North Dakota Colleges & Universities

With the lowest unemployment rate in the nation, the Peace Garden State can be a good place to begin your professional career. Check out North Dakota schools for more information on how you can benefit from higher education when considering job opportunities.

Colleges in North Dakota: North Dakota is located in the Midwestern region of the United States. Although it's the 19th largest state, it is one of the least populated states. With wide, expansive forests and vast open spaces, North Dakota--which borders Canada--is an inexpensive place to study with incredible views. Although it's known for being sparsely populated, North Dakota has a diverse population that is largely made up from German, Norwegian, Irish, English and Swedish descendants. North Dakota is the ancestral homeland of four Native American tribes: the Spirit Lake Sioux, the Standing Rock Sioux, Three Affiliated Tribes (Mandan, Hidatsa, and Arikara Nation), and the Turtle Mountain Chippewa who compose nearl 6% of the population. The name of the state is derived from the Sioux word dakota, which means friend.

Choosing Colleges in North Dakota: Although there aren't many people in the state, there is definitely a culture of academia and higher learning: there are eleven public universities and colleges in North Dakota. The state has five tribal community colleges and four private schools as well. The University of North Dakota and North Dakota State University are the two largest institutions of higher learning. Other schools in North Dakota include:

  • • Bismarck State College
  • • United Tribes Technical College
  • • North Dakota State College of Science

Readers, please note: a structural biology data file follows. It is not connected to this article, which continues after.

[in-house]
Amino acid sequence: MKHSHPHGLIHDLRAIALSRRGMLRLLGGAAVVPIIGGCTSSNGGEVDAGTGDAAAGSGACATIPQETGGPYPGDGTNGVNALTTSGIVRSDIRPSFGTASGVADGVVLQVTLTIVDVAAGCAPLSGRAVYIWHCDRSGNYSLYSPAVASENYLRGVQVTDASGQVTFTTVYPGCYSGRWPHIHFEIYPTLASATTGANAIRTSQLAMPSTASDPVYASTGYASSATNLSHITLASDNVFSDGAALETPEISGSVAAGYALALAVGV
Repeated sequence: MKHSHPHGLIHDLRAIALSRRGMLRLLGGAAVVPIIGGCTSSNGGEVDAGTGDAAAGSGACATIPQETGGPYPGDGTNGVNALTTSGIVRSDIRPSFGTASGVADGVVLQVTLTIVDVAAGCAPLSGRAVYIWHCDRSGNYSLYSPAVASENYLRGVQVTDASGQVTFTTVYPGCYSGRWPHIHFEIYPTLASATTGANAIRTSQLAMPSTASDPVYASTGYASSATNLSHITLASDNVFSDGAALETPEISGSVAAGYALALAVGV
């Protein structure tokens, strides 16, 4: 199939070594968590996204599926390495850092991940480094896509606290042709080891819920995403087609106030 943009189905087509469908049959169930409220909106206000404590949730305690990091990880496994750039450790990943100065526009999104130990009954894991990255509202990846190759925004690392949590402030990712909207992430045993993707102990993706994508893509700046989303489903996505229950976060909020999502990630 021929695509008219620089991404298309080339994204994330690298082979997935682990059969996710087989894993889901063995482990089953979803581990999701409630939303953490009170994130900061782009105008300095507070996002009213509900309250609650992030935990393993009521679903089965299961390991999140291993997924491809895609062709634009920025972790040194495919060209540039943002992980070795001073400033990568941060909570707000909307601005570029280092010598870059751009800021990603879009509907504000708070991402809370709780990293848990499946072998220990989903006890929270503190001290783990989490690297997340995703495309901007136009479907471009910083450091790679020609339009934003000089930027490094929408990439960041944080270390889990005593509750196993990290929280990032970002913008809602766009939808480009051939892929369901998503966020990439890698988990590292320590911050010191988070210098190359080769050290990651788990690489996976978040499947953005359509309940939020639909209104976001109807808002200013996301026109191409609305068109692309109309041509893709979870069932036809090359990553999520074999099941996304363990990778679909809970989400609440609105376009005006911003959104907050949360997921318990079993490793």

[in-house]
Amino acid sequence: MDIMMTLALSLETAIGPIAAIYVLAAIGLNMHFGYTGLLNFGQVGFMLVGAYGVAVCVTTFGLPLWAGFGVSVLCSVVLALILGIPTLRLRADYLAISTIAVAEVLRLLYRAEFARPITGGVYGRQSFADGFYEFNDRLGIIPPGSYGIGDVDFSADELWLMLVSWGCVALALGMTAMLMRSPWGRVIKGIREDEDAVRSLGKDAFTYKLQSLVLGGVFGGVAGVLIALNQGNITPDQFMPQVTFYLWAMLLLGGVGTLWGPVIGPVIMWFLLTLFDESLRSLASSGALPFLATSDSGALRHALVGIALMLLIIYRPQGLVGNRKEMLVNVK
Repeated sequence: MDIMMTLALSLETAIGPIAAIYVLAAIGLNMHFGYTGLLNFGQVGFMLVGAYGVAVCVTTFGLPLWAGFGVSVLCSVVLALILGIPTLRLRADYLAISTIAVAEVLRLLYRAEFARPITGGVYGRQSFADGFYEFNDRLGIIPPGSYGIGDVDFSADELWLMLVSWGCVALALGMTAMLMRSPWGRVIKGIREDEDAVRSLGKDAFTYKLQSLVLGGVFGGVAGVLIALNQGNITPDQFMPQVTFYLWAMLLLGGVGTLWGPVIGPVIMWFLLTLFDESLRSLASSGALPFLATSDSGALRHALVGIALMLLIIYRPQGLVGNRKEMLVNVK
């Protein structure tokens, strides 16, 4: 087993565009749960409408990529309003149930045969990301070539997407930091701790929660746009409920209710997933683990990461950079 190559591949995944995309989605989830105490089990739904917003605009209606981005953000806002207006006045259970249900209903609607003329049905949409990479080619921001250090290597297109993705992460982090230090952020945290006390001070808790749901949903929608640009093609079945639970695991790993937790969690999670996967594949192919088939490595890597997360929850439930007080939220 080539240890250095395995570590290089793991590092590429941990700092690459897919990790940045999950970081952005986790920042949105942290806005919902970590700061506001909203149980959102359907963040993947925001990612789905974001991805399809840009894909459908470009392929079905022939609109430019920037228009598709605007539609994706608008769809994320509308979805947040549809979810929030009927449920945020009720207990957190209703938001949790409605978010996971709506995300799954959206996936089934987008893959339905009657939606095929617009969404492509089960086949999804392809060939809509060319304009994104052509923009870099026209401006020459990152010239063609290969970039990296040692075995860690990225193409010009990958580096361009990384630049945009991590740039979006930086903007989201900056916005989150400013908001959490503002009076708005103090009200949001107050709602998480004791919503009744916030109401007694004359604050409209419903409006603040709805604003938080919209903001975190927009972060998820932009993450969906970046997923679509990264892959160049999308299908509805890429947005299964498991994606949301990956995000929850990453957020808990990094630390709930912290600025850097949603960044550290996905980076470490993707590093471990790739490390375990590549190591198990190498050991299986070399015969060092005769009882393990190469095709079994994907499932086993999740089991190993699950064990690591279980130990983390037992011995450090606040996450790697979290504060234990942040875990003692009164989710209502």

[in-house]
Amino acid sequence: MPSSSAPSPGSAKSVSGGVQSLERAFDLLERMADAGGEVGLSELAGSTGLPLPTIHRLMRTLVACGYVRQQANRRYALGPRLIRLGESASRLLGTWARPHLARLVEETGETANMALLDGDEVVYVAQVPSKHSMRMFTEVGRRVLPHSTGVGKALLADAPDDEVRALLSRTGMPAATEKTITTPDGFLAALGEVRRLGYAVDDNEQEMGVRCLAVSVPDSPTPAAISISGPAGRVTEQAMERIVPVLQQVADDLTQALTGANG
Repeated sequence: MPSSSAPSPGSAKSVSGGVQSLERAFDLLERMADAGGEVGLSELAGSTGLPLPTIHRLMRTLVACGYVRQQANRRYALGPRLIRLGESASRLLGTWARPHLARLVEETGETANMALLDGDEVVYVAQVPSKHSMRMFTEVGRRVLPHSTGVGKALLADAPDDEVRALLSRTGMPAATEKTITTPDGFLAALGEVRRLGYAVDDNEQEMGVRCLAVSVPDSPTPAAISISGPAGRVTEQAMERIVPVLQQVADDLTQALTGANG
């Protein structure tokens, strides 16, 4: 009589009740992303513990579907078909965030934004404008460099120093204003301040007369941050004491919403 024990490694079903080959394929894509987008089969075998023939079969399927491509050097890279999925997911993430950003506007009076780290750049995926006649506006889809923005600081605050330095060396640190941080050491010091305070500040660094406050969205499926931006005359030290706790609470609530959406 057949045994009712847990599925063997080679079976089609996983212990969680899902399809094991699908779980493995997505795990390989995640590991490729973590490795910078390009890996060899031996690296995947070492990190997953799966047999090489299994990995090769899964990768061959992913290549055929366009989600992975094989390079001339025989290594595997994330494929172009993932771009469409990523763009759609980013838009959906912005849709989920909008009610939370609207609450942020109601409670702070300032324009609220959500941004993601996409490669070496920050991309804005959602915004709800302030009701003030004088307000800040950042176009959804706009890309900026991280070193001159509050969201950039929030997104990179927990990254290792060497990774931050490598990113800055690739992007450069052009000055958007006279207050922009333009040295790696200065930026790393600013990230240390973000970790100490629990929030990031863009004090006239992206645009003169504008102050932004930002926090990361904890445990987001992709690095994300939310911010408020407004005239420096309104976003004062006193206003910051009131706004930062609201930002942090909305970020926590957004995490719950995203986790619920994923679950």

• • Trinity Bible College
  • • Williston State College

Education costs can vary depending on the college or university. In all cases, it pays to establish residency, as out-of-state student fees can be double state resident rates. For example, at the University of North Dakota, 2009 resident fees for one year of undergraduate study cost was $6,934, while out-of-state tuition was more than double at $16,373. North Dakota State University costs substantially less than the University of North Dakota: $3,330 for residents and $8,038 for non-residents. Student life at North Dakota colleges combines the intellectual rigor of academia with the natural beauty of the state's expansive landscape.

North Dakota Employment Opportunities in Education: Aside from the Air Force, education is the largest sector in North Dakota. For that reason, it's a great place to earn your degree. The University of North Dakota is the second-largest employer in North Dakota. Outside of the military and education sectors, North Dakota has experienced a steady population decline until just the past decade: from 2000-2009, the state experienced a mere 0.7% in population growth. Compared to the national average of 9.1% population increase, North Dakota's lack of population growth makes it the third least populated state in the country. According to the Bureau of Labor Statistics, the mean annual salary for residents of North Dakota was $36,010 in May 2009.

According to the U.S. Congress Joint Economic Committee, the employment sectors of mining, construction and government experienced the greatest increases. North Dakota has the lowest unemployment rate nationwide at 3.7 as of August 2010, slightly lower than a rate of 4.4% in 2009. This is just over a third of the national average of 9.6 percent. The median household income in North Dakota in 2008 was $45,996, which was lower than the national average of $52,029, though the cost of living is also lower than the national average.

Nicole Seaton.


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